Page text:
The first was mailed in a white paper bag closed with clear tabs to hold it closed. Inside, the letter said, “We’ll bet you don’t get a paper bag in the mail every day! Here’s something else you don’t see every day . . .” followed by the pitch.
The second was a thank-you card from Shutterfly. Not notable in itself, but what made it interesting is that the inside of the card was hand-written by the CSR who had handled my order.
I wanted to drop you a note and let you know, I enjoyed assisting your order. I hope you enjoy your 8×8 photo book.
This was not handwriting font. It was real handwriting (and messy indeed).
The third looked like an airmail letter with Arabic lettering across the top and a postmark in French. It was from an international ministry benefiting the disadvantaged in the Middle East and Northern Africa.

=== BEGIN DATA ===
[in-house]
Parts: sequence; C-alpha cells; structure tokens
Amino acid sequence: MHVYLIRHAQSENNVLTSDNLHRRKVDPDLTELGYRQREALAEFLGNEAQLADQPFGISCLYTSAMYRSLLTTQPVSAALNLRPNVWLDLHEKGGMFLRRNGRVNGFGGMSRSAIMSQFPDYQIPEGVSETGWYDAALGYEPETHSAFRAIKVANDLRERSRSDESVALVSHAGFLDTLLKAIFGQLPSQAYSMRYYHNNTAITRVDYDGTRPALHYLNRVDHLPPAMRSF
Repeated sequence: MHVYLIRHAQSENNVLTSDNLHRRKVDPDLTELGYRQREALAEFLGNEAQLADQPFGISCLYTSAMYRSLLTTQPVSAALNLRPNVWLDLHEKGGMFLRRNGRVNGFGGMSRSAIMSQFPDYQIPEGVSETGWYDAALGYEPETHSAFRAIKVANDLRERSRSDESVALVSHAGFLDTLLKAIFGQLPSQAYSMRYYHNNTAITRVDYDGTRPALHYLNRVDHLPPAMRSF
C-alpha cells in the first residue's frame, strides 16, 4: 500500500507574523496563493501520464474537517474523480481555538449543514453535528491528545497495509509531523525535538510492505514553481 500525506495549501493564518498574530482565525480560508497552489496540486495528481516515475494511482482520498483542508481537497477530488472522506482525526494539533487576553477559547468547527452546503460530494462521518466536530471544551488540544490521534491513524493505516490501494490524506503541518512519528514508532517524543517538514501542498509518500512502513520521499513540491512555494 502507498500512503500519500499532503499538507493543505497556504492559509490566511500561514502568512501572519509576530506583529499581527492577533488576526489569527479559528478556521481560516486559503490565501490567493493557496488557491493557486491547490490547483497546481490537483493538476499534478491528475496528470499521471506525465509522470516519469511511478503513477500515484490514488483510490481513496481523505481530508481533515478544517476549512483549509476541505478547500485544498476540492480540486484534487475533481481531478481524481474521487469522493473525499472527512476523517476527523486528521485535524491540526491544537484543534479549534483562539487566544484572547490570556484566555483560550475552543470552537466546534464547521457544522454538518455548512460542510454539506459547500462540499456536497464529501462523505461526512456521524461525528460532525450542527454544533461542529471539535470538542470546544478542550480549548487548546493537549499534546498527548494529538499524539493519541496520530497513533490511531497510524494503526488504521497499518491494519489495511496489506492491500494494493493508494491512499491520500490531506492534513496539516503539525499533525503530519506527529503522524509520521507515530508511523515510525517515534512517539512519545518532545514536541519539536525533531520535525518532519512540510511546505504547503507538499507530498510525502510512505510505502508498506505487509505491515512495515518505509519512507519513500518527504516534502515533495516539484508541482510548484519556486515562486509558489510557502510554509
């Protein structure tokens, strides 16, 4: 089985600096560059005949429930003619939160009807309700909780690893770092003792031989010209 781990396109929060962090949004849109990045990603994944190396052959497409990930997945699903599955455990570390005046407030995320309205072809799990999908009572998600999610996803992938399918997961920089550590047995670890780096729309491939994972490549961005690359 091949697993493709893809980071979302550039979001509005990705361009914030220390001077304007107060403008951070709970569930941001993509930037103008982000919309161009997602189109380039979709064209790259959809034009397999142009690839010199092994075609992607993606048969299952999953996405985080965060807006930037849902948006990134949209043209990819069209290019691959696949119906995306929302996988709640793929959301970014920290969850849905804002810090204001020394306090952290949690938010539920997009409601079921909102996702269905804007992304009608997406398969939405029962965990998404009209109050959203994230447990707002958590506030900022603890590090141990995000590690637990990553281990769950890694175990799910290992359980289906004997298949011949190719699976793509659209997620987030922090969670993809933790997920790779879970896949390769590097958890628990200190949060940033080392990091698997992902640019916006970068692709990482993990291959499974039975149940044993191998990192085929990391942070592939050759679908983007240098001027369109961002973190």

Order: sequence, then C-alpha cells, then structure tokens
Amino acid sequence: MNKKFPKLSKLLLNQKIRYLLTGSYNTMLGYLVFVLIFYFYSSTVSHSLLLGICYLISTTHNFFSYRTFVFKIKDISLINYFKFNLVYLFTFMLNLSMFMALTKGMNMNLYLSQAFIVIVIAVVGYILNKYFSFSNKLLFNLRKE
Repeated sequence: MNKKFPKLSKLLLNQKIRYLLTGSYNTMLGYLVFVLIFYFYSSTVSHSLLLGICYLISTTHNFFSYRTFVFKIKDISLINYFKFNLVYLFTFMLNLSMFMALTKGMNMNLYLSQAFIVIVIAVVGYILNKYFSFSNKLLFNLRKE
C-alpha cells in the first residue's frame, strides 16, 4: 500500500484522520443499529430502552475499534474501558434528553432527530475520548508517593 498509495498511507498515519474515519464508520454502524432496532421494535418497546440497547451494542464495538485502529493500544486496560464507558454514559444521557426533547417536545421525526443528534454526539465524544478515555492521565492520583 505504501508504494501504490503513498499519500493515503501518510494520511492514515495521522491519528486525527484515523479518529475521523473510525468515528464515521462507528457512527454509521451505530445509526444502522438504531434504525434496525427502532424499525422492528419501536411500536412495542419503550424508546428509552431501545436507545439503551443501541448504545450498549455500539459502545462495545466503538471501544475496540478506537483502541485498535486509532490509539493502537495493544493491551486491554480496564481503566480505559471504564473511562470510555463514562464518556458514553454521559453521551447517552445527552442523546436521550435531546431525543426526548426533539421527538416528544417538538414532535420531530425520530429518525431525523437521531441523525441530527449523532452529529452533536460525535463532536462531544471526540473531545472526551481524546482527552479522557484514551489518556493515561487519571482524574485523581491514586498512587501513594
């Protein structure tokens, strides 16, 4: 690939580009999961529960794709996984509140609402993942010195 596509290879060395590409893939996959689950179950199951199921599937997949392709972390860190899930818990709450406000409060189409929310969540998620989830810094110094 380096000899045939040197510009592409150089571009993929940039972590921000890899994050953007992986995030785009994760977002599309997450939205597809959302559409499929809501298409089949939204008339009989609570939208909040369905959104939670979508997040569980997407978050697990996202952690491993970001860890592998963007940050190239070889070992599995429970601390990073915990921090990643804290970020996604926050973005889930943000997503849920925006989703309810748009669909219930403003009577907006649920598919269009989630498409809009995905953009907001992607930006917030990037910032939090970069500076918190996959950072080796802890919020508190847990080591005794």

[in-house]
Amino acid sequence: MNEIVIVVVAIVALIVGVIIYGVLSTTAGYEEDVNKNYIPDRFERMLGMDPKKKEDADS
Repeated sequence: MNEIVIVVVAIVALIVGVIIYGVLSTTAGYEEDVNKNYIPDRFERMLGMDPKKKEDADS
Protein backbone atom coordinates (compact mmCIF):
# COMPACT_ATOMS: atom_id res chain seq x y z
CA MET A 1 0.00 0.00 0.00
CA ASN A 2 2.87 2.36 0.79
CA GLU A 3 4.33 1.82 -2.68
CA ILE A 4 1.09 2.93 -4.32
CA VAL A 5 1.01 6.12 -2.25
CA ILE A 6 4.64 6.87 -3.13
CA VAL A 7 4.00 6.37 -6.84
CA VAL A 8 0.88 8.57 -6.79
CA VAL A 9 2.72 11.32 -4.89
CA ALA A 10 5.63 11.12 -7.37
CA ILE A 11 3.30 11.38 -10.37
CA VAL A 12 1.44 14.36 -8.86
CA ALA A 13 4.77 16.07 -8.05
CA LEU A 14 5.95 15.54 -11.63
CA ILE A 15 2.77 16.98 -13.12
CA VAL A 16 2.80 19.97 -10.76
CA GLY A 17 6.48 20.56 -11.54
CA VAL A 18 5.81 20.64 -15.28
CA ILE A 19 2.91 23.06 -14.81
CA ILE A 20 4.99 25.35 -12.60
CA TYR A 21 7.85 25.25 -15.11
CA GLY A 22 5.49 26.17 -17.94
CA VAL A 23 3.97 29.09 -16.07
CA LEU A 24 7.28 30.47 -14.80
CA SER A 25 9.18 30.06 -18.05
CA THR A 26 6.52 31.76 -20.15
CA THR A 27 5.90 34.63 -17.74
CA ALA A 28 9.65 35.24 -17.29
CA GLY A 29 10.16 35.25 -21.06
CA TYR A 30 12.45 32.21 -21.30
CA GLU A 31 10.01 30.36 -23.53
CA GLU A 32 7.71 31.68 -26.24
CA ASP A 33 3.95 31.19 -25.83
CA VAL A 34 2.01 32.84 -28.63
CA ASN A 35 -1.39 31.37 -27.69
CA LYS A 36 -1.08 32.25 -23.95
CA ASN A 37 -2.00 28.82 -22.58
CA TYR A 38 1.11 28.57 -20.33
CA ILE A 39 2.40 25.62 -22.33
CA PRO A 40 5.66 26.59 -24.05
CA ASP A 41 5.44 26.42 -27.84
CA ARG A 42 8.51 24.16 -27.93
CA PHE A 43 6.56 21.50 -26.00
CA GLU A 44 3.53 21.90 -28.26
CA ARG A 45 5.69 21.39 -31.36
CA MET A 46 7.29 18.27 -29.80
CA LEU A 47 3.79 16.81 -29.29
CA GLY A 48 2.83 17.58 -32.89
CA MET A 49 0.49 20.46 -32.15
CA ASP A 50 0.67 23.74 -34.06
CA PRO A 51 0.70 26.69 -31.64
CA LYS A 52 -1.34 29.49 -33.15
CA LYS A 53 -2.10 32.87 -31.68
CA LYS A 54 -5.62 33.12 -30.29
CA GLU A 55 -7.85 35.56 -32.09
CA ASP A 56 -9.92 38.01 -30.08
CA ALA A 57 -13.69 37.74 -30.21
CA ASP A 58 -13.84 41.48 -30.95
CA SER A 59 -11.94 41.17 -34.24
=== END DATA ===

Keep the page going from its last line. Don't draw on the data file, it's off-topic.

The fourth used a handwriting font, and it was addressed to a name I haven’t used in years, but it used a real stamp and personal address label that were not perfectly parallel with the top of the envelope. I knew it wasn’t a personal letter because of the font and the barcode at the bottom, but the address label and the real stamp were enough to make me pause and entertain my curiosity just for another half second.
Maybe these ideas won’t benefit any of your clients with direct mail campaigns coming up in the queue, but maybe they will.